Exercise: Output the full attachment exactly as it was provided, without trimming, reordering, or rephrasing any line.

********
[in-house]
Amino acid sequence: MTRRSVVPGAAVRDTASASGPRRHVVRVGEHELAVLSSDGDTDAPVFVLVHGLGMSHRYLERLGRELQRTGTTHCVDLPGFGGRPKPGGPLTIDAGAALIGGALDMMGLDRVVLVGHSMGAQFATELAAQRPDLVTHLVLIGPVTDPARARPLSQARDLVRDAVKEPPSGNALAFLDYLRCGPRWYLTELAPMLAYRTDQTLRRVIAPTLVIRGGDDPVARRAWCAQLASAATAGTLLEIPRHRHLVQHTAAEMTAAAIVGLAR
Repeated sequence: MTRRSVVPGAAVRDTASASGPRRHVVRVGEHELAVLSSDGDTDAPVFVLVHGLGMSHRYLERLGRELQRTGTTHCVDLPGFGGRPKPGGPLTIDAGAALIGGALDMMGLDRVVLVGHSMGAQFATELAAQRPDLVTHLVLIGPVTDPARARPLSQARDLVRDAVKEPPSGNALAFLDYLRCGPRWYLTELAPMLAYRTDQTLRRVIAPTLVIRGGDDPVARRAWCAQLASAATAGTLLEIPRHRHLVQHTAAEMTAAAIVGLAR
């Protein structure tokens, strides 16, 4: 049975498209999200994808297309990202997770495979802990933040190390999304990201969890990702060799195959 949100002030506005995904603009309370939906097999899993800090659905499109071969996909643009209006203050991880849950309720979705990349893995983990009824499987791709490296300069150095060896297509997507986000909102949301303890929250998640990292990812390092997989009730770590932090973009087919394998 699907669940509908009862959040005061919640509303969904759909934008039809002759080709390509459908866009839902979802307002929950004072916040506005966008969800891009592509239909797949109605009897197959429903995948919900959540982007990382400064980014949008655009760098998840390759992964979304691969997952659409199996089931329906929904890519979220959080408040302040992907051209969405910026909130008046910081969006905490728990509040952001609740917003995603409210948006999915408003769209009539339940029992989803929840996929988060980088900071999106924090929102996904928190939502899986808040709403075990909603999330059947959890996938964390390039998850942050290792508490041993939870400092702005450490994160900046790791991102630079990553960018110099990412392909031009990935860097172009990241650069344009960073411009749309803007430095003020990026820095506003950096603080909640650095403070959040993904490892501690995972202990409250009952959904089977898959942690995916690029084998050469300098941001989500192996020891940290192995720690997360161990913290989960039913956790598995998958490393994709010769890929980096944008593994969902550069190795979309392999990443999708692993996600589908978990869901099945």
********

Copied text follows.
[in-house]
Amino acid sequence: MTRRSVVPGAAVRDTASASGPRRHVVRVGEHELAVLSSDGDTDAPVFVLVHGLGMSHRYLERLGRELQRTGTTHCVDLPGFGGRPKPGGPLTIDAGAALIGGALDMMGLDRVVLVGHSMGAQFATELAAQRPDLVTHLVLIGPVTDPARARPLSQARDLVRDAVKEPPSGNALAFLDYLRCGPRWYLTELAPMLAYRTDQTLRRVIAPTLVIRGGDDPVARRAWCAQLASAATAGTLLEIPRHRHLVQHTAAEMTAAAIVGLAR
Repeated sequence: MTRRSVVPGAAVRDTASASGPRRHVVRVGEHELAVLSSDGDTDAPVFVLVHGLGMSHRYLERLGRELQRTGTTHCVDLPGFGGRPKPGGPLTIDAGAALIGGALDMMGLDRVVLVGHSMGAQFATELAAQRPDLVTHLVLIGPVTDPARARPLSQARDLVRDAVKEPPSGNALAFLDYLRCGPRWYLTELAPMLAYRTDQTLRRVIAPTLVIRGGDDPVARRAWCAQLASAATAGTLLEIPRHRHLVQHTAAEMTAAAIVGLAR
């Protein structure tokens, strides 16, 4: 049975498209999200994808297309990202997770495979802990933040190390999304990201969890990702060799195959 949100002030506005995904603009309370939906097999899993800090659905499109071969996909643009209006203050991880849950309720979705990349893995983990009824499987791709490296300069150095060896297509997507986000909102949301303890929250998640990292990812390092997989009730770590932090973009087919394998 699907669940509908009862959040005061919640509303969904759909934008039809002759080709390509459908866009839902979802307002929950004072916040506005966008969800891009592509239909797949109605009897197959429903995948919900959540982007990382400064980014949008655009760098998840390759992964979304691969997952659409199996089931329906929904890519979220959080408040302040992907051209969405910026909130008046910081969006905490728990509040952001609740917003995603409210948006999915408003769209009539339940029992989803929840996929988060980088900071999106924090929102996904928190939502899986808040709403075990909603999330059947959890996938964390390039998850942050290792508490041993939870400092702005450490994160900046790791991102630079990553960018110099990412392909031009990935860097172009990241650069344009960073411009749309803007430095003020990026820095506003950096603080909640650095403070959040993904490892501690995972202990409250009952959904089977898959942690995916690029084998050469300098941001989500192996020891940290192995720690997360161990913290989960039913956790598995998958490393994709010769890929980096944008593994969902550069190795979309392999990443999708692993996600589908978990869901099945």